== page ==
Few companies have had such a vast global impact in so short a time as Twitter. The online social networking com­pany was the brainchild of Jack Dorsey, Evan Williams, Biz Snow, and Noah Glass back in 2005. Dorsey thought it would be revolutionary if people could send a text to one number and have it broadcast to all their friends: “I want to make something so simple, you don’t even think about it, you just write.” The code name for the concept was “twttr,” which eventually morphed into Twitter. Dorsey sent the first Twitter message on March 21,2006.

At the heart of Twitter are tweets, text messages lim­ited to 140 characters. Dorsey once tweeted, “One could change the world with 140 characters.” Registered users can send and receive tweets, while unregistered users can

only read them. In response to users’ comments and ideas, the company added more features to help organize the on­going communication on Twitter, including the @ sign in front of usernames, direct messages, and the retweet. Web de­veloper Chris Messina suggested adding a hashtag (#) sym­bol to help organize categories of conversation or search for tweets on a common topic. For example, #Grammys will bring a user to conversations about the Grammys.

Twitter grew slowly during its first year, but things started to heat up in 2007 when the company set up 51-inch plasma screens around the grounds of the South by Southwest interactive festival and broadcast tweets sent by attendees. Overnight, activity increased from 20,000 to 60,000 tweets a day.

Another milestone came on January 15, 2009, when US Airways flight 1549 landed safely on the Hudson River in New York City during an emergency. An eyewitness on a commuter ferry broke the news worldwide when he snapped a photo of the plane on the river, wrote a tweet, and sent it to his 170 followers. The tweet and #Flight1549 went viral within minutes and proved that Twitter had transformed the way we get news.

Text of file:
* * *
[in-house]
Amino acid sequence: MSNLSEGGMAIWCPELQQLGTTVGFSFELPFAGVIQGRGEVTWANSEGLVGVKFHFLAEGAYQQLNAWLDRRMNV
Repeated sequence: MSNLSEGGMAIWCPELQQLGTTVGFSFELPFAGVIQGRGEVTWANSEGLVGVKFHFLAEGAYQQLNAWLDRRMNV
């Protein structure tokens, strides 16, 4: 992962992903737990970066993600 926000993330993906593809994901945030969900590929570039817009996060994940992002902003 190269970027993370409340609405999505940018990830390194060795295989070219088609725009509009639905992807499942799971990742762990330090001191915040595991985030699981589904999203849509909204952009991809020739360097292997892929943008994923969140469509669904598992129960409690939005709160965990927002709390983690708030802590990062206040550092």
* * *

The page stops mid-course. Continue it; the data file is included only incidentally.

Seth Mnookin, MIT’s Associate Director of Science Writing, explained why Twitter has been so revolution­ary in media: “What the advent of television or radio did was give a small group of people a new way to reach the masses. And this essentially is doing the same thing, for the masses.” Twitter captures and records history in real time with eyewitness accounts, pictures, and thoughts.

Celebrities and sports figures started to embrace Twitter in 2009. Perhaps the most influential early adopter was Ashton Kutcher, the first celebrity to reach 1 mil­lion followers. Katy Perry, Barack Obama, Lady Gaga, and Justin Bieber are now among the most followed Tweeters, with tens of millions followers each.

By 2011, Twitter had expanded across seven differ­ent countries and languages. The medium had a huge impact on the Arab Spring, when millions demanded the overthrow of oppressive Middle East regimes. Bahraini protester Maryam Al-Khawaja explained that in many countries Twitter is about entertainment, but in the Middle East and North Africa, it can make the difference between life and death. Twitter gave activists a means to share accurate and uncensored information, connect with like- minded individuals, and organize street operations at unheard-of speed. Hussein Amin, professor of mass communication at the American University in Cairo, explained, “[Social networks] for the first time provided activists with an opportunity to quickly disseminate infor­mation while bypassing government restrictions.”

During the 2012 U.S. presidential election, Twitter had enormous impact on campaigns and communications with voters. In fact, the most popular tweet of 2012 was “Four more years,” posted by Barack Obama after he won the reelection. It was retweeted almost 1 million times.

Twitter went public in November 2013 and raised $2.1 billion in the second-biggest Internet IPO in history (Facebook raised $16 billion in 2012). Its global impact has grown so great that it operates in 35 languages and 70 percent of users live outside the United States. In 2014, 500 million users were registered on Twitter, 250 million were active, and more than 400 million tweets were posted each day around the globe.

Today, people use Twitter for many reasons, includ­ing promoting a brand or company, raising money for charities, breaking news, following favorite celebrities, or, as Dorsey said, changing the world. Twitter describes itself as a global platform for public self-expression and conversation in real time. Mark Burnett, the producer of shows like The Voice, Survivor, and The Apprentice, stated, “Twitter actually is the real time, water cooler conversation of young America.” The company’s ultimate goal is to reach everyone in the world.

Source: Kotler Philip T., Keller Kevin Lane (2015), Marketing Management, Pearson; 15th Edition.

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